Microbial Population Dynamics during aging of Cheddar cheese

Monday, July 21, 2014: 3:30 PM
3501D (Kansas City Convention Center)
Balasubramanian Ganesan , Western Dairy Center, Utah State University, Logan, UT
Carl Brothersen , Western Dairy Center, Utah State University, Logan, UT
Donald J. McMahon , Western Dairy Center, Utah State University, Logan, UT
Abstract Text:

The dynamics of bacterial microflora changes in Cheddar cheese during ageing are largely unknown. Normally, the unwanted bacteria may die out and not survive through 60 days of storage of hard and semi-hard cheeses. However, the beneficial flavor producers such as starter and adjunct LAB may survive longer, as may some unwanted bacteria that have a competitive advantage due to shorter growth times and fewer nutritional requirements. Traditional estimates of bacterial populations depended on the ability to grow bacteria from cheese on specific media. While this is possible for the dominant bacterial species, it still does not define the breadth of the bacterial diversity adequately. A slightly broader picture of bacterial classes can be obtained by culture-independent techniques such as quantitative PCR analysis (qPCR) or phylogenetic microarrays, which are based on the levels of a gene of a particular organism estimated from DNA extracted from cheese. Challenges for DNA extraction such as interference from dairy components such as milk fat and protein in not allowing DNA separation and inability to lyse bacteria inside solid matrices have been tackled. We recently demonstrated that probiotic bacteria survive up to 6 mo of aging without population reduction by measuring their levels using qPCR. However, the high number of simultaneous assays needed to define the diversity of bacteria and the necessity for prior knowledge of bacteria that may exist in cheese are both limitations for qPCR’s or microarrays’ applicability to cheese. Currently, the bacterial ecology research arena largely depends on sequencing of amplified 16s ribosomal gene segments at a very high throughput to characterize the populations in diverse extreme environments. This approach surmounts some of the drawbacks of array-based technologies where we only target short (11 probes that are each 20-25 bases long), discontinuous portions of the gene sequences, whereas with sequencing, we seek to identify bacteria based on 200 base-long continuous DNA sequences. Our objective was to study the changes in bacterial populations in cheese during manufacture and aging using the 16s pyrosequencing approach. While lactococci and lactobacilli were the dominant microbial species (P<0.05) as expected, the presence of hitherto unknown species was also identified. This demonstrates that 16s DNA sequencing is a nonrestrictive approach towards surveying both known bacterial types and relatively unknown or previously unexpected cheese microflora members.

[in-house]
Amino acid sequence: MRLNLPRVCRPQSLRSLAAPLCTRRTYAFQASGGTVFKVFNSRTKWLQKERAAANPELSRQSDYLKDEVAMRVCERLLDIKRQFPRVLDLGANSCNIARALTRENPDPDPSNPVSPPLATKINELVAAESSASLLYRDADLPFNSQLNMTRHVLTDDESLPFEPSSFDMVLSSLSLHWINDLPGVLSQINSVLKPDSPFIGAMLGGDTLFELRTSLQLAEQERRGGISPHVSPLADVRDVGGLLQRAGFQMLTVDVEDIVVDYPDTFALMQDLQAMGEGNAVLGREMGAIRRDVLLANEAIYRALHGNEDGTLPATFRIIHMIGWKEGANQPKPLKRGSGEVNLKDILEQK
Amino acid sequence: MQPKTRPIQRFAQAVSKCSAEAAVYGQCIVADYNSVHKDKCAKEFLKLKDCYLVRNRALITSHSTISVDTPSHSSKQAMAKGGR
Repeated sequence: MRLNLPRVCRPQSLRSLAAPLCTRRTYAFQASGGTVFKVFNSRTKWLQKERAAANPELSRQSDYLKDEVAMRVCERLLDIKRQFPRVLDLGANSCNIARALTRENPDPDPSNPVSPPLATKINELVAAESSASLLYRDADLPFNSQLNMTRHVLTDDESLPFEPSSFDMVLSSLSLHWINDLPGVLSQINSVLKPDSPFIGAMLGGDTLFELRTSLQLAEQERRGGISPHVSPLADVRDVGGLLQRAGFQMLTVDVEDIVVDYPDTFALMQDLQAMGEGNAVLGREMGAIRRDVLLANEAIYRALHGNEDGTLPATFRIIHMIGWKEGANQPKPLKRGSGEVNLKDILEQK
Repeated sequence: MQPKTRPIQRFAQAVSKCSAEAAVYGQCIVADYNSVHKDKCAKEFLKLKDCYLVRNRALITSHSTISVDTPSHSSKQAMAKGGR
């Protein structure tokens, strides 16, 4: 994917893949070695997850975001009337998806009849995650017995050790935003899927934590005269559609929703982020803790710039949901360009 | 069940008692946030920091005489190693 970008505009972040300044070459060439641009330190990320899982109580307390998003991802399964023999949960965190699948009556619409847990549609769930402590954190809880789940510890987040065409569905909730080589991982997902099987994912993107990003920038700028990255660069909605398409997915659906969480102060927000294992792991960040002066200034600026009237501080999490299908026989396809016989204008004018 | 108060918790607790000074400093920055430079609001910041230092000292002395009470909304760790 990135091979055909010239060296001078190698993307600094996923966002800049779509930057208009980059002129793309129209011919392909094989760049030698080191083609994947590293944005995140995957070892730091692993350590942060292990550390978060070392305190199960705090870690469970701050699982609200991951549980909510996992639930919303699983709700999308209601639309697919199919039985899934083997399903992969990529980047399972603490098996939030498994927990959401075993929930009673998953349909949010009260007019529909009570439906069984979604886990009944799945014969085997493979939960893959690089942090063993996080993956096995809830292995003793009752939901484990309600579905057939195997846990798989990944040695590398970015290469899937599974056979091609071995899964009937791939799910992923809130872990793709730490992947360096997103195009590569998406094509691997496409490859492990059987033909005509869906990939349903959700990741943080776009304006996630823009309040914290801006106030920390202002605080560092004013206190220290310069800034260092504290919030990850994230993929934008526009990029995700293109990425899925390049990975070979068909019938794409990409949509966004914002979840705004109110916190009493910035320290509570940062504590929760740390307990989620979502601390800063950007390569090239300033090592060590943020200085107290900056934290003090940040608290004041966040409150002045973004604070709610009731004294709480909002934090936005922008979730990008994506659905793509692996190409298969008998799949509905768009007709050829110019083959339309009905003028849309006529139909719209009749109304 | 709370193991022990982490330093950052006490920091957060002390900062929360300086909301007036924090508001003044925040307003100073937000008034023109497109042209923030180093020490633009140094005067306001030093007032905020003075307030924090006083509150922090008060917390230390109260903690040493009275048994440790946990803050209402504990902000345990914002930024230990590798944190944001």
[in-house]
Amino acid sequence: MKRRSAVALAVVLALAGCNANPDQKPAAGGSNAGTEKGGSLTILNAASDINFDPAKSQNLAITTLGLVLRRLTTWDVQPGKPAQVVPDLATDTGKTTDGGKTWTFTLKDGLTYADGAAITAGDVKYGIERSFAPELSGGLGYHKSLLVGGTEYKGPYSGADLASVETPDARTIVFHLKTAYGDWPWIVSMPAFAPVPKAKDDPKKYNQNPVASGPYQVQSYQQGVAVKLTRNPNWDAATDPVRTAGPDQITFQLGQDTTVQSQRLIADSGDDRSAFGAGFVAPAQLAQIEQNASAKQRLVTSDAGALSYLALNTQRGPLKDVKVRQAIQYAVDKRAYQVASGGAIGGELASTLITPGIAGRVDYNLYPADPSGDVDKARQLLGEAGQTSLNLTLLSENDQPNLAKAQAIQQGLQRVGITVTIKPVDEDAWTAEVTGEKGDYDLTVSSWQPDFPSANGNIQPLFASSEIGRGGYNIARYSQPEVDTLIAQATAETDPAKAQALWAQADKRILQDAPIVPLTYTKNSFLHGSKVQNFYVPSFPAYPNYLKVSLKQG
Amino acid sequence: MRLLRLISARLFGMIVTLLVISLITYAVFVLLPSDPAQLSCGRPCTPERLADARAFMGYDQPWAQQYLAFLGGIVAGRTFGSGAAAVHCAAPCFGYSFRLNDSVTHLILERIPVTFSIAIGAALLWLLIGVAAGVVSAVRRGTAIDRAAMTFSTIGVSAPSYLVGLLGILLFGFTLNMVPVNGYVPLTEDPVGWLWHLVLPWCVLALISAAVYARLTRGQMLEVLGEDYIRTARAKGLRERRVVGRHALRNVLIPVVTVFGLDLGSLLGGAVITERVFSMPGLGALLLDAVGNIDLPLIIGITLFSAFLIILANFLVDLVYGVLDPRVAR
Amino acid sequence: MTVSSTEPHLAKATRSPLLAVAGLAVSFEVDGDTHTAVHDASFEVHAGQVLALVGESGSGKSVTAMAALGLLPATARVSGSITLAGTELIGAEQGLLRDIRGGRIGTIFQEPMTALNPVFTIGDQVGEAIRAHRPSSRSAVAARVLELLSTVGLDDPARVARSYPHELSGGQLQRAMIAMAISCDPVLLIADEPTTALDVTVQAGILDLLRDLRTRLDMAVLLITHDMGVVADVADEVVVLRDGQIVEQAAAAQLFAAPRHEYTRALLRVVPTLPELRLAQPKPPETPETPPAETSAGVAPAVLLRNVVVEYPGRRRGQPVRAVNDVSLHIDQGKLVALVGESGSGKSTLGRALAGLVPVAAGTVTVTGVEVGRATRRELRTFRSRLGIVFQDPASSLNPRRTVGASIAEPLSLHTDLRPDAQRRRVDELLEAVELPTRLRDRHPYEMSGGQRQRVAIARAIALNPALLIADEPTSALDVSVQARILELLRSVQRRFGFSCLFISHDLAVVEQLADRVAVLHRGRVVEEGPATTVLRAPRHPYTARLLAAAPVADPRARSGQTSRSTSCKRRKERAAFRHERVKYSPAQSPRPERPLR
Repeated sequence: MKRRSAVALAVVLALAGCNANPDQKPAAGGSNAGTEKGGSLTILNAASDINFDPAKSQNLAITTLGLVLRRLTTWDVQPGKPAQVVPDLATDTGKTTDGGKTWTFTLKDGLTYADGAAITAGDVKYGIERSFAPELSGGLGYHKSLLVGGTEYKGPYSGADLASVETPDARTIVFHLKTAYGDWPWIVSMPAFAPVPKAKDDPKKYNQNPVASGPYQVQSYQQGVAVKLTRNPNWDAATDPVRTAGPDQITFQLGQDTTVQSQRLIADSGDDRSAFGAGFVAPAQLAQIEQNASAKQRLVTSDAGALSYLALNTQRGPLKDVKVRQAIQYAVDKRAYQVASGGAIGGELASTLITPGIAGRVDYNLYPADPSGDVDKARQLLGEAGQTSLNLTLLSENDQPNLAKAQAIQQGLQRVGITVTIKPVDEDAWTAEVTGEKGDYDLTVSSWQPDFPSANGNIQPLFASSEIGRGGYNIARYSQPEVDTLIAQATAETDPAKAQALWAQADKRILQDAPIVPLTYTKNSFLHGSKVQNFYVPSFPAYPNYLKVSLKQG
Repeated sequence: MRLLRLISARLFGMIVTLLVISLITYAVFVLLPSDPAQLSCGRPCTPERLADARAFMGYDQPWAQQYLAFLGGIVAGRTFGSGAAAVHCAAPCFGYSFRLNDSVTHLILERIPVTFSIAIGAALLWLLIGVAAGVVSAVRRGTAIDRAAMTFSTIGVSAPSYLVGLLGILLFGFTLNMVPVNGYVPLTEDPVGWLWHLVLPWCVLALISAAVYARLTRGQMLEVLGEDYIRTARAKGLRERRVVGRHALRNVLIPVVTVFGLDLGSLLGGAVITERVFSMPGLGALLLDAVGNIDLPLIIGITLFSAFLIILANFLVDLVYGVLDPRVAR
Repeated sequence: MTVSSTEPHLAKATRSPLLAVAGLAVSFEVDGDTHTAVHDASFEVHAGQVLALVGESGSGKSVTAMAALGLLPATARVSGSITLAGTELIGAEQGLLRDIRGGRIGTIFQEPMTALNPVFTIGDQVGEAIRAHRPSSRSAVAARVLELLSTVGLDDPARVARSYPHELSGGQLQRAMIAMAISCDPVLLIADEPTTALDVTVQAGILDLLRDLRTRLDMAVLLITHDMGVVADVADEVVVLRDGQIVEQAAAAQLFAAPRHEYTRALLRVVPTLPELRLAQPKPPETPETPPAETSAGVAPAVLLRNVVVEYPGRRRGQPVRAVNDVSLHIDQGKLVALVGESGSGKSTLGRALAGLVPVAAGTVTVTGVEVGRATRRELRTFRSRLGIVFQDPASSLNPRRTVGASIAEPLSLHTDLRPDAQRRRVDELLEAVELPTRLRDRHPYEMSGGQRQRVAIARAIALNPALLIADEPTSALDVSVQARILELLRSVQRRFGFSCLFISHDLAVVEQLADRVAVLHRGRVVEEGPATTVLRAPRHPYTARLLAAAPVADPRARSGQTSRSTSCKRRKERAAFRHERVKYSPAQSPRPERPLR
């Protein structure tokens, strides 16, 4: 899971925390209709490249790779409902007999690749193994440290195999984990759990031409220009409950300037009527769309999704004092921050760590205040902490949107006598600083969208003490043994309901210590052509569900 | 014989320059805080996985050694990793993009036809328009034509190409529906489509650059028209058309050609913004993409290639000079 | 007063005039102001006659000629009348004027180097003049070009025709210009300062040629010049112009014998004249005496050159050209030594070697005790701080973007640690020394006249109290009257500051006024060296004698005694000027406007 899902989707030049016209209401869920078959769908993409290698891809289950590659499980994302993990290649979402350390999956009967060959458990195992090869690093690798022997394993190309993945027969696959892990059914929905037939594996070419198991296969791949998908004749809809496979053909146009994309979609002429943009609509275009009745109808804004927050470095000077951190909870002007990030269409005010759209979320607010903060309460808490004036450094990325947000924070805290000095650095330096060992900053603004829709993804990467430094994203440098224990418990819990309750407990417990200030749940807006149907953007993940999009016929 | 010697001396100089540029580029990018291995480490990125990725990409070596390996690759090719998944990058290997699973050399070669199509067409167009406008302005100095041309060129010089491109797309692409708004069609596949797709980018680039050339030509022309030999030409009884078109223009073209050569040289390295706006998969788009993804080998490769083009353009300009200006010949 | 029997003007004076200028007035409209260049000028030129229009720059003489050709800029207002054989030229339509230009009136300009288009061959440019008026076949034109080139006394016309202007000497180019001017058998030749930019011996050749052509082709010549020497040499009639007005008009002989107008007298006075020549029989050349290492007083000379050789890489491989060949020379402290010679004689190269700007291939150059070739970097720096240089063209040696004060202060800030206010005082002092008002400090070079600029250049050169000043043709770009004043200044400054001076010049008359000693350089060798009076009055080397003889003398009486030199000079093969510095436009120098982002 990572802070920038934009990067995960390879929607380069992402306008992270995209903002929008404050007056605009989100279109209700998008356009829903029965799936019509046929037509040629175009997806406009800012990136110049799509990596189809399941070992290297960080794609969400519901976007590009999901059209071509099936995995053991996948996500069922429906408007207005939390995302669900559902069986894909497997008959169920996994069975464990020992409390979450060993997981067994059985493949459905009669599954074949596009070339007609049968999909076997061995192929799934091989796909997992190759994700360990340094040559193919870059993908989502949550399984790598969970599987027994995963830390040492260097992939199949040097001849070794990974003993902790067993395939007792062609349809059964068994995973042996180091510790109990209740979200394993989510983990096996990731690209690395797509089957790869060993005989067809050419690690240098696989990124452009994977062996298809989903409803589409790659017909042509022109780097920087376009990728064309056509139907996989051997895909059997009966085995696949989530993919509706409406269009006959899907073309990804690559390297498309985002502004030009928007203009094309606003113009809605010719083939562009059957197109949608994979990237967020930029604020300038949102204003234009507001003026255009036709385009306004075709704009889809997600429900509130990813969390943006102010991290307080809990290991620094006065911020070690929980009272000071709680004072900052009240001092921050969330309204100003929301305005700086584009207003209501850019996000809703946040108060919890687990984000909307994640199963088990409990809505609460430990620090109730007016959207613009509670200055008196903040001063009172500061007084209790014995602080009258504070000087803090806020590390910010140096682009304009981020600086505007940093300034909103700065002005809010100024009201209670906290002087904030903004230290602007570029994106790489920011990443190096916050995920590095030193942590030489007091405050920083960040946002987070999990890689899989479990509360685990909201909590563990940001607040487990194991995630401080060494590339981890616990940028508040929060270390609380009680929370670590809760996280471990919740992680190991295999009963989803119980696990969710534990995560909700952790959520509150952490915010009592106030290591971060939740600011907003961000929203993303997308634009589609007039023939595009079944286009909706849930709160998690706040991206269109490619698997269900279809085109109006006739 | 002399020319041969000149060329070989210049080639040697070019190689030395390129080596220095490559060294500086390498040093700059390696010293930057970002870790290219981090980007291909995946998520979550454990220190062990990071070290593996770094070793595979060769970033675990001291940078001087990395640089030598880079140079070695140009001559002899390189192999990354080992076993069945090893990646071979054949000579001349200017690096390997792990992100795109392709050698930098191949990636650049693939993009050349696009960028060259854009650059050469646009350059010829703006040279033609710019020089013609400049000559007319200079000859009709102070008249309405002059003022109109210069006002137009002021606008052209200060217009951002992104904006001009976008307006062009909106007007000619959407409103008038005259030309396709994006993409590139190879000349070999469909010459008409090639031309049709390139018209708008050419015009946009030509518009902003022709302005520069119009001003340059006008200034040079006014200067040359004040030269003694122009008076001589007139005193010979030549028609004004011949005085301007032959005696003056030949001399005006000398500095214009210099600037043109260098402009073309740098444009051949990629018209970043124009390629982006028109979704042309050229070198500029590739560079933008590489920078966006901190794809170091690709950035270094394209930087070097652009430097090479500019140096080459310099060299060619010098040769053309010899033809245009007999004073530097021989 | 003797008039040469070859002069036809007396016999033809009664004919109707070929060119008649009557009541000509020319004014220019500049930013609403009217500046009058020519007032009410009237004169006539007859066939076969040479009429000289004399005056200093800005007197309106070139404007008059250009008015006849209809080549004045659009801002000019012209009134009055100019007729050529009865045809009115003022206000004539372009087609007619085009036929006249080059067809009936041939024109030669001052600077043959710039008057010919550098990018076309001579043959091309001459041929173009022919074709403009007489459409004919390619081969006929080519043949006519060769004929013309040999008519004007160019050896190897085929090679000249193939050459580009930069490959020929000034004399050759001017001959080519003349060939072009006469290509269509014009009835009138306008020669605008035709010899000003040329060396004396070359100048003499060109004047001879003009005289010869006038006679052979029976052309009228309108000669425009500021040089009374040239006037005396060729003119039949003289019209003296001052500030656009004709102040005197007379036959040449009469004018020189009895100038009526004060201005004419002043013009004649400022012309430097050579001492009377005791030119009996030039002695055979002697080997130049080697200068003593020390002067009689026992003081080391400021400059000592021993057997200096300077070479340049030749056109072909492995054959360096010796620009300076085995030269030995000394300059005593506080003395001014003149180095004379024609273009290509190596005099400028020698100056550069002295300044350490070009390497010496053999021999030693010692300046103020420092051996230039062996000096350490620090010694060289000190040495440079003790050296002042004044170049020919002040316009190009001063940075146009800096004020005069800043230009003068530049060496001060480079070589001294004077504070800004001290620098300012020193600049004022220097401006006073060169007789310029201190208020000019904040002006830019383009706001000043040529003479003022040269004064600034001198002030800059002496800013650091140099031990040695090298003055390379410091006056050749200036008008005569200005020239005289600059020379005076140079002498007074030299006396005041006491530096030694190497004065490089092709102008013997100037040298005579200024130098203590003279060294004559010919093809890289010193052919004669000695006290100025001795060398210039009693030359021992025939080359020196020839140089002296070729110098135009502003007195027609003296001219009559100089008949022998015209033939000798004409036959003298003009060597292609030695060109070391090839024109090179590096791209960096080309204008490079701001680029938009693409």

Keywords: Cheddar cheese, mciroflora, lactococcus, lactobacillus